No new cases of COVID-19 in Nova Scotia; the state of emergency will take effect on Sunday


HALIFAX – There are no new cases of COVID-19 in Nova Scotia, leaving only three active cases in the province. On Saturday, the province announced that it had not identified any new cases of COVID-19.

On Friday, the microbiology laboratory at the QEII Health Sciences Center performed 521 tests in Nova Scotia.

To date, Nova Scotia has registered 56,976 negative test results.

The provincial government renewed its state of emergency on Friday. The ordinance will take effect Sunday at noon and will continue until noon on July 26, unless the province terminates or extends it.

1,000 COVID-19 cases resolved

The total number of COVID-19 cases remains at 1,066, but 1,000 cases are now considered resolved and 63 people have died, leaving only three active cases in Nova Scotia.

Among the 63 Nova Scotians who died from COVID-19, 53 residents of Northwood long-term care home in Halifax.

There are no active cases of COVID-19 in long-term care facilities and the Northwood epidemic is now considered to have resolved.

There is still one person in the hospital. The province says that a person’s infection is considered resolved, but still needs treatment.

Confirmed cases range from less than 10 years to over 90 years of age.

Sixty-one percent of the cases are women and 39 percent are men.

There are confirmed cases across the province, but most have been identified in the central area of ​​the Nova Scotia Health Authority.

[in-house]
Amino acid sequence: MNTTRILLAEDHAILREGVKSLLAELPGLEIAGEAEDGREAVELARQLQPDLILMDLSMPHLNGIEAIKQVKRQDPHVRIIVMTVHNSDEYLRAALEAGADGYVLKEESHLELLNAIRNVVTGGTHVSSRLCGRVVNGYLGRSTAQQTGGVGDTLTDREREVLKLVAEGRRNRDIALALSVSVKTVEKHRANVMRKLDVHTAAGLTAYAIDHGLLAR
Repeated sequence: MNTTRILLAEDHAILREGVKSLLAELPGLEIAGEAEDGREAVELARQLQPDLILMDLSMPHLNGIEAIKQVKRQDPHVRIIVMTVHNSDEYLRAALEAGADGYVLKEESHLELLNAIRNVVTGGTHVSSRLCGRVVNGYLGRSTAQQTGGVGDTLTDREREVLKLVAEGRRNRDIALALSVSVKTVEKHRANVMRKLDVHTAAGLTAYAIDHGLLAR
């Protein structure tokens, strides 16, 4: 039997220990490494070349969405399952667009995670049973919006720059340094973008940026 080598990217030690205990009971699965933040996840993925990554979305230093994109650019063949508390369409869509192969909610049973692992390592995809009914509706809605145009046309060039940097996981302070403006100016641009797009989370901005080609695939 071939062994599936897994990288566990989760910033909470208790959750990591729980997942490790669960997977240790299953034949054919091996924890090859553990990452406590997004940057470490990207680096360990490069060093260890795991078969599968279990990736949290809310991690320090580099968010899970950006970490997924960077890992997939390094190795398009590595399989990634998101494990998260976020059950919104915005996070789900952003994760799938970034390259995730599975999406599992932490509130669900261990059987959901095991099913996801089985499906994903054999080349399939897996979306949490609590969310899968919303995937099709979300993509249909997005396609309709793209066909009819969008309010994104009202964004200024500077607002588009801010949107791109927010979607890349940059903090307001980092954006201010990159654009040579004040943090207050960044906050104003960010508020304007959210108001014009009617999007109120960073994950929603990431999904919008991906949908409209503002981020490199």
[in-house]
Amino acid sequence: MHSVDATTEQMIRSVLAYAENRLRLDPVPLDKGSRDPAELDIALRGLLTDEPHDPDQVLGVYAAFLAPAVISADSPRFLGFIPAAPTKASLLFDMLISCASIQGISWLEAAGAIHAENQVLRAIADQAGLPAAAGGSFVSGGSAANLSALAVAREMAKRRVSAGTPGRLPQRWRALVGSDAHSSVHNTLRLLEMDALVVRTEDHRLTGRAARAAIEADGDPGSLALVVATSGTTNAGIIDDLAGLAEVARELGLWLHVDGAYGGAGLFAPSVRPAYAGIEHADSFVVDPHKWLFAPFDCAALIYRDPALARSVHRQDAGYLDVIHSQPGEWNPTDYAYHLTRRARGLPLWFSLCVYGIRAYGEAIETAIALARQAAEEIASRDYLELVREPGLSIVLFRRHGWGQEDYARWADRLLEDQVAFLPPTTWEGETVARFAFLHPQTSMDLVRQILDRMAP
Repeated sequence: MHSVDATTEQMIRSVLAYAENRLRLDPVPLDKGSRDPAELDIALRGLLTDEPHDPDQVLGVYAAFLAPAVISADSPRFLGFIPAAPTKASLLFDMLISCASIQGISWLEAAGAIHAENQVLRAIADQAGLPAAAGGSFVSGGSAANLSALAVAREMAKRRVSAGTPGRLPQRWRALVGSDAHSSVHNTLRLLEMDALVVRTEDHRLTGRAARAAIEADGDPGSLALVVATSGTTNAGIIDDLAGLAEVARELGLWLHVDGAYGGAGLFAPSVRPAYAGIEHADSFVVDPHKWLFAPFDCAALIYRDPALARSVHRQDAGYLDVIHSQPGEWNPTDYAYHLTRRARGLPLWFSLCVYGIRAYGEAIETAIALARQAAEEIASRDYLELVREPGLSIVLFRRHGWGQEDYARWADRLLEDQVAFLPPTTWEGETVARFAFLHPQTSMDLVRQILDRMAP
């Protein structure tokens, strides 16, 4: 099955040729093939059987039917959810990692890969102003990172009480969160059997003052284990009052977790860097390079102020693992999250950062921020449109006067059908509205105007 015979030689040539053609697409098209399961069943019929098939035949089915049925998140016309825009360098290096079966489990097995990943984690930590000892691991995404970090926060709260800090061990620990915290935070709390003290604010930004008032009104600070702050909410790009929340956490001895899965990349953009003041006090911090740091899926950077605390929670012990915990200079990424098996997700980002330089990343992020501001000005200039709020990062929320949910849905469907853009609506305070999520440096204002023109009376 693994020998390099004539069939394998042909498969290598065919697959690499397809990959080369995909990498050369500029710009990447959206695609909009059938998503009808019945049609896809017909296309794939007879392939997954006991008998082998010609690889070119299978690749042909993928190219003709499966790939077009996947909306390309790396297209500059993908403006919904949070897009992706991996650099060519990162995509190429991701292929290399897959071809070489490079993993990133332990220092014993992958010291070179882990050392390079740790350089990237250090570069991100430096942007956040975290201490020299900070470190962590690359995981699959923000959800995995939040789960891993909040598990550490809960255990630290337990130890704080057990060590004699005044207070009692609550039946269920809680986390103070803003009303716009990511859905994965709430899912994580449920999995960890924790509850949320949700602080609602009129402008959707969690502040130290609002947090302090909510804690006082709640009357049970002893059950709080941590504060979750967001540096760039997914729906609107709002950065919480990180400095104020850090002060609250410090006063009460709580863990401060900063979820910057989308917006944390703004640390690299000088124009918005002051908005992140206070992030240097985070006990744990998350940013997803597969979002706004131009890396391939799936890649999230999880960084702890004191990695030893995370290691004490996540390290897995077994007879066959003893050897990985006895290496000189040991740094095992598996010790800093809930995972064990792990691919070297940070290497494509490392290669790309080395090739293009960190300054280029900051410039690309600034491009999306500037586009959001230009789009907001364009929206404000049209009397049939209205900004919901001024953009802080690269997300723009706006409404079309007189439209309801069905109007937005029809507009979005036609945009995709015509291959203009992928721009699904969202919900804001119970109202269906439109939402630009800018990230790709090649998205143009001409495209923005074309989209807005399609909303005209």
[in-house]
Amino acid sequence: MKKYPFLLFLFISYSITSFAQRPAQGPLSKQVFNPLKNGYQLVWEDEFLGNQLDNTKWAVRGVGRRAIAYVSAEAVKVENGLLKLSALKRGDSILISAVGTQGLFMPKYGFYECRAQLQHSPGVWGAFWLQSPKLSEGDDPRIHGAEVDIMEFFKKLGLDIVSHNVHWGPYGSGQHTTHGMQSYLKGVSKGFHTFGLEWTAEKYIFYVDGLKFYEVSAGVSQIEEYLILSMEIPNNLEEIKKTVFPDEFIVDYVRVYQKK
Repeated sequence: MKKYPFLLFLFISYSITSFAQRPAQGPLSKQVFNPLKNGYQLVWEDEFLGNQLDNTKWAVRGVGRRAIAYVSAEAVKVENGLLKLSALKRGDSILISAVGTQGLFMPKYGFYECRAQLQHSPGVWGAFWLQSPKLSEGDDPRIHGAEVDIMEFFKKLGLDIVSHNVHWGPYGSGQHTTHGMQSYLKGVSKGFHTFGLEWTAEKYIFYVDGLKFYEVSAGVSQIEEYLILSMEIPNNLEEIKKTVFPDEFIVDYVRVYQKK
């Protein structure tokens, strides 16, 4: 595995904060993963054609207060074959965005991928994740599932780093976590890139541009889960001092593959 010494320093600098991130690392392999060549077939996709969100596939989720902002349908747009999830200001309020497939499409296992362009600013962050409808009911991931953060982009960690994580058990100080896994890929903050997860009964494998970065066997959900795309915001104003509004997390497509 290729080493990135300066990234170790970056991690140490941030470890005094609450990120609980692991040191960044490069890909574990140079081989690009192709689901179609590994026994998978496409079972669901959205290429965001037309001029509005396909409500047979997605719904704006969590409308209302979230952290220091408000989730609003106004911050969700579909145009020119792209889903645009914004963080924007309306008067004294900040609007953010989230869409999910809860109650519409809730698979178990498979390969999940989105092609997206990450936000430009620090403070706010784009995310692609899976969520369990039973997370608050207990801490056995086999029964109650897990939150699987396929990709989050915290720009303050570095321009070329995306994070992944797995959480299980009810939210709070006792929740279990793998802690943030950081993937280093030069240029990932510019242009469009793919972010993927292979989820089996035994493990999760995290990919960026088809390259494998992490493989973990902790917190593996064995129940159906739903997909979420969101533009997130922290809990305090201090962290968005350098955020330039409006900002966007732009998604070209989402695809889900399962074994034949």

The provincial government says cumulative cases by area may change as the data is updated in Panorama, the province’s electronic information system.

The figures reflect a person’s place of residence, not the place where their sample was taken.

  • West zone: 54 cases

  • Central area: 901 cases

  • North zone: 57 cases

  • East zone: 54 cases

Symptoms and self-isolation

Anyone who tests positive for COVID-19 must isolate themselves at home, away from the public, for 14 days.

Anyone traveling to Nova Scotia outside the Atlantic region must also isolate themselves for 14 days and must complete an online self-declaration form before coming to the province.

Residents of New Brunswick, Prince Edward Island and Newfoundland and Labrador are no longer required to isolate themselves when traveling to Nova Scotia, but must provide proof from their place of residence at provincial borders.

Anyone who experiences any of the following symptoms is encouraged to take an online test to determine if they should call 811 for further assessment:

  • fever (i.e. chills, sweating)

  • cough or worsening of a previous cough

  • sore throat

  • headache

  • shortness of breath

  • muscle aches

  • sneezing

  • runny nose / runny nose

  • hoarsely

  • diarrhea

  • unusual tiredness

  • loss of smell or taste

  • red, purple, or bluish lesions on the feet, toes, or fingers without a clear cause


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